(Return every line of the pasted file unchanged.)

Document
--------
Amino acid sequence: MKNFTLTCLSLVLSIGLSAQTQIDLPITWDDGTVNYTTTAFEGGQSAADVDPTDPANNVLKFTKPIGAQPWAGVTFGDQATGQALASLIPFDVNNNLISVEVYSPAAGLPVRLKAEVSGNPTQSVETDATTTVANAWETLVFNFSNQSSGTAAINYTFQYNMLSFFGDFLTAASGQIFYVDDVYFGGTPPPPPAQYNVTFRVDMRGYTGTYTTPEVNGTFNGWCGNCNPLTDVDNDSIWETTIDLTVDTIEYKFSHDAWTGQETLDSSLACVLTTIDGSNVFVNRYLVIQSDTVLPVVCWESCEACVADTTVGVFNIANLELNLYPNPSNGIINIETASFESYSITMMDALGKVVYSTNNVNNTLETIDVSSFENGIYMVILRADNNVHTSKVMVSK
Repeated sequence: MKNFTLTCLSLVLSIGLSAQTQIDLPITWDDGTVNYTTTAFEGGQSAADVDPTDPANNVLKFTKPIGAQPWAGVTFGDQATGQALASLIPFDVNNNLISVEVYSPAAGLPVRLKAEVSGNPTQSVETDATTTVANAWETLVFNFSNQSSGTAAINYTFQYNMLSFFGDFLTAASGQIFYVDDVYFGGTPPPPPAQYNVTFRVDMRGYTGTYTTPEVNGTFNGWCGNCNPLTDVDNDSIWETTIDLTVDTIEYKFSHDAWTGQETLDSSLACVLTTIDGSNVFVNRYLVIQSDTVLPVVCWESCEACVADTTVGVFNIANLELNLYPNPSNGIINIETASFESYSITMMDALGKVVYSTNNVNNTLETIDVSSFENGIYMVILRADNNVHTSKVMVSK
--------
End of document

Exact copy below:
Amino acid sequence: MKNFTLTCLSLVLSIGLSAQTQIDLPITWDDGTVNYTTTAFEGGQSAADVDPTDPANNVLKFTKPIGAQPWAGVTFGDQATGQALASLIPFDVNNNLISVEVYSPAAGLPVRLKAEVSGNPTQSVETDATTTVANAWETLVFNFSNQSSGTAAINYTFQYNMLSFFGDFLTAASGQIFYVDDVYFGGTPPPPPAQYNVTFRVDMRGYTGTYTTPEVNGTFNGWCGNCNPLTDVDNDSIWETTIDLTVDTIEYKFSHDAWTGQETLDSSLACVLTTIDGSNVFVNRYLVIQSDTVLPVVCWESCEACVADTTVGVFNIANLELNLYPNPSNGIINIETASFESYSITMMDALGKVVYSTNNVNNTLETIDVSSFENGIYMVILRADNNVHTSKVMVSK
Repeated sequence: MKNFTLTCLSLVLSIGLSAQTQIDLPITWDDGTVNYTTTAFEGGQSAADVDPTDPANNVLKFTKPIGAQPWAGVTFGDQATGQALASLIPFDVNNNLISVEVYSPAAGLPVRLKAEVSGNPTQSVETDATTTVANAWETLVFNFSNQSSGTAAINYTFQYNMLSFFGDFLTAASGQIFYVDDVYFGGTPPPPPAQYNVTFRVDMRGYTGTYTTPEVNGTFNGWCGNCNPLTDVDNDSIWETTIDLTVDTIEYKFSHDAWTGQETLDSSLACVLTTIDGSNVFVNRYLVIQSDTVLPVVCWESCEACVADTTVGVFNIANLELNLYPNPSNGIINIETASFESYSITMMDALGKVVYSTNNVNNTLETIDVSSFENGIYMVILRADNNVHTSKVMVSK